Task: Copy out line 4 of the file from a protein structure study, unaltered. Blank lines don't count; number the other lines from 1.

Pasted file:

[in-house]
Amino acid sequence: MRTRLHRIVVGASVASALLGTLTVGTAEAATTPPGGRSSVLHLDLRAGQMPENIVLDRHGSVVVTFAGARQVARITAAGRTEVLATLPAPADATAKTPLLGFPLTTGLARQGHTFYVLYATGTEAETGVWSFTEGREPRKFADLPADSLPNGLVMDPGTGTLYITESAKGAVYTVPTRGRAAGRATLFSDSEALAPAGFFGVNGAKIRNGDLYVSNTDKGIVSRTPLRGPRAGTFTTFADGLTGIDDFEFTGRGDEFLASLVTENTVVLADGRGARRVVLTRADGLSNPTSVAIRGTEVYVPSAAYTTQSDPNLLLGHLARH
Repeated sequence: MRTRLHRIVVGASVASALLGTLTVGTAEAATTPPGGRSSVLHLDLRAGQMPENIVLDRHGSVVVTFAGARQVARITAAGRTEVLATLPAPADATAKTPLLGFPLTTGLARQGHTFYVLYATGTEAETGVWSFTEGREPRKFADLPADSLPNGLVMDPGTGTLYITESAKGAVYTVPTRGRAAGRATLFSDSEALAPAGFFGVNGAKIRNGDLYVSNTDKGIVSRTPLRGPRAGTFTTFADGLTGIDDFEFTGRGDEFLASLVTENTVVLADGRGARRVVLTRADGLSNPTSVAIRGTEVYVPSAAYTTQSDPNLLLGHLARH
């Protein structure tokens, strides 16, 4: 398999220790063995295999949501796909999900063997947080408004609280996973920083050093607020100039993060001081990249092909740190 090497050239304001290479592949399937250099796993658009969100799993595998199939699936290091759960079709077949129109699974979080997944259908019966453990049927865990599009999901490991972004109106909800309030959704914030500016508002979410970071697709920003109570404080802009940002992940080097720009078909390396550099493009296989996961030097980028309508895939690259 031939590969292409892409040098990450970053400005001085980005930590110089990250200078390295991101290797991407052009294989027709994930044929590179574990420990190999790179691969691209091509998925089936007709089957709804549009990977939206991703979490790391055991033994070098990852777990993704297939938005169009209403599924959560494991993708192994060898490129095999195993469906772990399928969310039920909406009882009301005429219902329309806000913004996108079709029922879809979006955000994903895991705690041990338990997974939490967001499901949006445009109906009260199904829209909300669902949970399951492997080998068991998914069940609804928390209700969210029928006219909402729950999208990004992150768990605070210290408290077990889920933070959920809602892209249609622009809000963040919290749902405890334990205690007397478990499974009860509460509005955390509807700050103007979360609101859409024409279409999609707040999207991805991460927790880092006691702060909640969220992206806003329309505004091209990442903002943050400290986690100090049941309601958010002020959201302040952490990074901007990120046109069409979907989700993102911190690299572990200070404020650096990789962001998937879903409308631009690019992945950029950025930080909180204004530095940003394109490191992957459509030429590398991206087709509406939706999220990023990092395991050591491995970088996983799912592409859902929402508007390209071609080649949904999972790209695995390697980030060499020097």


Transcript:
């Protein structure tokens, strides 16, 4: 398999220790063995295999949501796909999900063997947080408004609280996973920083050093607020100039993060001081990249092909740190 090497050239304001290479592949399937250099796993658009969100799993595998199939699936290091759960079709077949129109699974979080997944259908019966453990049927865990599009999901490991972004109106909800309030959704914030500016508002979410970071697709920003109570404080802009940002992940080097720009078909390396550099493009296989996961030097980028309508895939690259 031939590969292409892409040098990450970053400005001085980005930590110089990250200078390295991101290797991407052009294989027709994930044929590179574990420990190999790179691969691209091509998925089936007709089957709804549009990977939206991703979490790391055991033994070098990852777990993704297939938005169009209403599924959560494991993708192994060898490129095999195993469906772990399928969310039920909406009882009301005429219902329309806000913004996108079709029922879809979006955000994903895991705690041990338990997974939490967001499901949006445009109906009260199904829209909300669902949970399951492997080998068991998914069940609804928390209700969210029928006219909402729950999208990004992150768990605070210290408290077990889920933070959920809602892209249609622009809000963040919290749902405890334990205690007397478990499974009860509460509005955390509807700050103007979360609101859409024409279409999609707040999207991805991460927790880092006691702060909640969220992206806003329309505004091209990442903002943050400290986690100090049941309601958010002020959201302040952490990074901007990120046109069409979907989700993102911190690299572990200070404020650096990789962001998937879903409308631009690019992945950029950025930080909180204004530095940003394109490191992957459509030429590398991206087709509406939706999220990023990092395991050591491995970088996983799912592409859902929402508007390209071609080649949904999972790209695995390697980030060499020097």